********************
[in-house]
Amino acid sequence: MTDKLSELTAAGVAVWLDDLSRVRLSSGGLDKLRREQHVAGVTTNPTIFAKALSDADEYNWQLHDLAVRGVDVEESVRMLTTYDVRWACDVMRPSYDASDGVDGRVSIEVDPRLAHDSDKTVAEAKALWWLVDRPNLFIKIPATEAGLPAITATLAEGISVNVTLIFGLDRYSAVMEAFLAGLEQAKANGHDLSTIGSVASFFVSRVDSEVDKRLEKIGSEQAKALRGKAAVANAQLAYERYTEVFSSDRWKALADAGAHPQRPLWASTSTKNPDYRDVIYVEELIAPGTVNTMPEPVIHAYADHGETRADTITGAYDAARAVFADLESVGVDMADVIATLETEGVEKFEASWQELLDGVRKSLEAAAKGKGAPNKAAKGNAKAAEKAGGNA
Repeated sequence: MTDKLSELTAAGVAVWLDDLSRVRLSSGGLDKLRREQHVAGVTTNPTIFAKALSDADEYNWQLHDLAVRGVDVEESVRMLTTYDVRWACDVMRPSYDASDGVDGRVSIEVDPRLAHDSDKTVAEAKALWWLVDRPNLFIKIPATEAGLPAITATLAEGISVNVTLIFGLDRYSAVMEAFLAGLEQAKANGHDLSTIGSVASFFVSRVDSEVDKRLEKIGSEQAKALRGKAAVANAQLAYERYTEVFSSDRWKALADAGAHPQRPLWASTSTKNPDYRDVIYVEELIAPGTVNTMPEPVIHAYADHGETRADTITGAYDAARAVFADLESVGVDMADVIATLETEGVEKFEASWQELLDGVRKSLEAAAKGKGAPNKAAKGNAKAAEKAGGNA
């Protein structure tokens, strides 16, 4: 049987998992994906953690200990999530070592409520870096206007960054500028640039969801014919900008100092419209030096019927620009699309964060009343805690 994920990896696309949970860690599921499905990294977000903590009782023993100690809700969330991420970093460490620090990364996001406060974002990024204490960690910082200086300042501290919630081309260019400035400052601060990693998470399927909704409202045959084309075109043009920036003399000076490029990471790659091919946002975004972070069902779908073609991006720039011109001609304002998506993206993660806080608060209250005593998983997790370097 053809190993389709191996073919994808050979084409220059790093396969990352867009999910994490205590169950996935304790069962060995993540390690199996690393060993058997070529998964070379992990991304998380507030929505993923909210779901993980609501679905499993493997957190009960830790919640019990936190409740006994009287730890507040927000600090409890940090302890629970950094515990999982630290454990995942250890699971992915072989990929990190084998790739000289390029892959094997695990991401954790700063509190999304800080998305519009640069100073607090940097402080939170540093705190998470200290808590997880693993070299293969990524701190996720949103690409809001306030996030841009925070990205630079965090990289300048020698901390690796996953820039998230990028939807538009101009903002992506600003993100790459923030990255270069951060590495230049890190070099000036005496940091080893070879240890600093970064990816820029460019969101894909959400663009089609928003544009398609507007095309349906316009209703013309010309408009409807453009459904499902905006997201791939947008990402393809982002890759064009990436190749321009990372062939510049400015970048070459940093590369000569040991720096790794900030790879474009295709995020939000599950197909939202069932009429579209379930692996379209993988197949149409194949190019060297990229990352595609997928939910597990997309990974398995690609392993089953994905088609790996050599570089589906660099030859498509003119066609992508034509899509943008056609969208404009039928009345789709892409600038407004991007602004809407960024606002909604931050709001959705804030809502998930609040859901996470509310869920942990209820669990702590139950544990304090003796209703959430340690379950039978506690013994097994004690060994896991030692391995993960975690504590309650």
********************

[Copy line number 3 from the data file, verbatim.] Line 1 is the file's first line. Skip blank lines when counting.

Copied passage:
Repeated sequence: MTDKLSELTAAGVAVWLDDLSRVRLSSGGLDKLRREQHVAGVTTNPTIFAKALSDADEYNWQLHDLAVRGVDVEESVRMLTTYDVRWACDVMRPSYDASDGVDGRVSIEVDPRLAHDSDKTVAEAKALWWLVDRPNLFIKIPATEAGLPAITATLAEGISVNVTLIFGLDRYSAVMEAFLAGLEQAKANGHDLSTIGSVASFFVSRVDSEVDKRLEKIGSEQAKALRGKAAVANAQLAYERYTEVFSSDRWKALADAGAHPQRPLWASTSTKNPDYRDVIYVEELIAPGTVNTMPEPVIHAYADHGETRADTITGAYDAARAVFADLESVGVDMADVIATLETEGVEKFEASWQELLDGVRKSLEAAAKGKGAPNKAAKGNAKAAEKAGGNA